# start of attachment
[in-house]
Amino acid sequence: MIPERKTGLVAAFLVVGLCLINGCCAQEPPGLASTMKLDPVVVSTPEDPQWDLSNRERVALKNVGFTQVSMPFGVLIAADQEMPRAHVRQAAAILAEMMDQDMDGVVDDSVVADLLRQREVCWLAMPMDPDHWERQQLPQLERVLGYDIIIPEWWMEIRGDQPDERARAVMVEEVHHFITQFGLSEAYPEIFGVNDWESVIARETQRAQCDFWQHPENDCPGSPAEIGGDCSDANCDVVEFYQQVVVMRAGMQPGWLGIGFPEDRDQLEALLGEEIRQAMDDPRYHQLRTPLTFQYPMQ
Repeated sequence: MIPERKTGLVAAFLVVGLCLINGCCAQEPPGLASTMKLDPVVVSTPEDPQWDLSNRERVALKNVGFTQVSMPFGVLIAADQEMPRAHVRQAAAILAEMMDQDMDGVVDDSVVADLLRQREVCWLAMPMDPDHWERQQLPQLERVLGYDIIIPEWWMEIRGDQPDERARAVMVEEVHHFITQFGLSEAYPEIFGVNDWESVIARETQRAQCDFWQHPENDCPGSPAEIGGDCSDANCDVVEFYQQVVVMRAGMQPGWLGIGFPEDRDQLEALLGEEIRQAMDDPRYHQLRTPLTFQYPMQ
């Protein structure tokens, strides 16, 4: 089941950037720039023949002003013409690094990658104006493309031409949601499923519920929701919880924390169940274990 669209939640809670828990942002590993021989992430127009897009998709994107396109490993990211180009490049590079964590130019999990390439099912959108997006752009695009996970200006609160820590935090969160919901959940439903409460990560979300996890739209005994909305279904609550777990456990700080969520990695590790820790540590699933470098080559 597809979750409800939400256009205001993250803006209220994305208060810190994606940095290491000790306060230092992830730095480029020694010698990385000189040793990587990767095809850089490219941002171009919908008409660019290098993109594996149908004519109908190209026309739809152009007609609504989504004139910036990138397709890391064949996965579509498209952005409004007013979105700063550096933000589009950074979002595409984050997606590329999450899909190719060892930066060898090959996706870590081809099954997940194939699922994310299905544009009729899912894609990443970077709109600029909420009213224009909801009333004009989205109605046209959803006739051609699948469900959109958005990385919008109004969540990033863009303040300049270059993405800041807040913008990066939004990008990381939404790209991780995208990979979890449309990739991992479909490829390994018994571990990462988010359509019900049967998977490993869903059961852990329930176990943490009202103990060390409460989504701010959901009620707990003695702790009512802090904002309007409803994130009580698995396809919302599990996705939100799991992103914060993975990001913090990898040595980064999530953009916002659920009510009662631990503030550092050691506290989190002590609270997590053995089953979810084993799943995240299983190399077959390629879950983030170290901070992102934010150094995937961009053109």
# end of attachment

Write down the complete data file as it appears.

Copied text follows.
[in-house]
Amino acid sequence: MIPERKTGLVAAFLVVGLCLINGCCAQEPPGLASTMKLDPVVVSTPEDPQWDLSNRERVALKNVGFTQVSMPFGVLIAADQEMPRAHVRQAAAILAEMMDQDMDGVVDDSVVADLLRQREVCWLAMPMDPDHWERQQLPQLERVLGYDIIIPEWWMEIRGDQPDERARAVMVEEVHHFITQFGLSEAYPEIFGVNDWESVIARETQRAQCDFWQHPENDCPGSPAEIGGDCSDANCDVVEFYQQVVVMRAGMQPGWLGIGFPEDRDQLEALLGEEIRQAMDDPRYHQLRTPLTFQYPMQ
Repeated sequence: MIPERKTGLVAAFLVVGLCLINGCCAQEPPGLASTMKLDPVVVSTPEDPQWDLSNRERVALKNVGFTQVSMPFGVLIAADQEMPRAHVRQAAAILAEMMDQDMDGVVDDSVVADLLRQREVCWLAMPMDPDHWERQQLPQLERVLGYDIIIPEWWMEIRGDQPDERARAVMVEEVHHFITQFGLSEAYPEIFGVNDWESVIARETQRAQCDFWQHPENDCPGSPAEIGGDCSDANCDVVEFYQQVVVMRAGMQPGWLGIGFPEDRDQLEALLGEEIRQAMDDPRYHQLRTPLTFQYPMQ
């Protein structure tokens, strides 16, 4: 089941950037720039023949002003013409690094990658104006493309031409949601499923519920929701919880924390169940274990 669209939640809670828990942002590993021989992430127009897009998709994107396109490993990211180009490049590079964590130019999990390439099912959108997006752009695009996970200006609160820590935090969160919901959940439903409460990560979300996890739209005994909305279904609550777990456990700080969520990695590790820790540590699933470098080559 597809979750409800939400256009205001993250803006209220994305208060810190994606940095290491000790306060230092992830730095480029020694010698990385000189040793990587990767095809850089490219941002171009919908008409660019290098993109594996149908004519109908190209026309739809152009007609609504989504004139910036990138397709890391064949996965579509498209952005409004007013979105700063550096933000589009950074979002595409984050997606590329999450899909190719060892930066060898090959996706870590081809099954997940194939699922994310299905544009009729899912894609990443970077709109600029909420009213224009909801009333004009989205109605046209959803006739051609699948469900959109958005990385919008109004969540990033863009303040300049270059993405800041807040913008990066939004990008990381939404790209991780995208990979979890449309990739991992479909490829390994018994571990990462988010359509019900049967998977490993869903059961852990329930176990943490009202103990060390409460989504701010959901009620707990003695702790009512802090904002309007409803994130009580698995396809919302599990996705939100799991992103914060993975990001913090990898040595980064999530953009916002659920009510009662631990503030550092050691506290989190002590609270997590053995089953979810084993799943995240299983190399077959390629879950983030170290901070992102934010150094995937961009053109």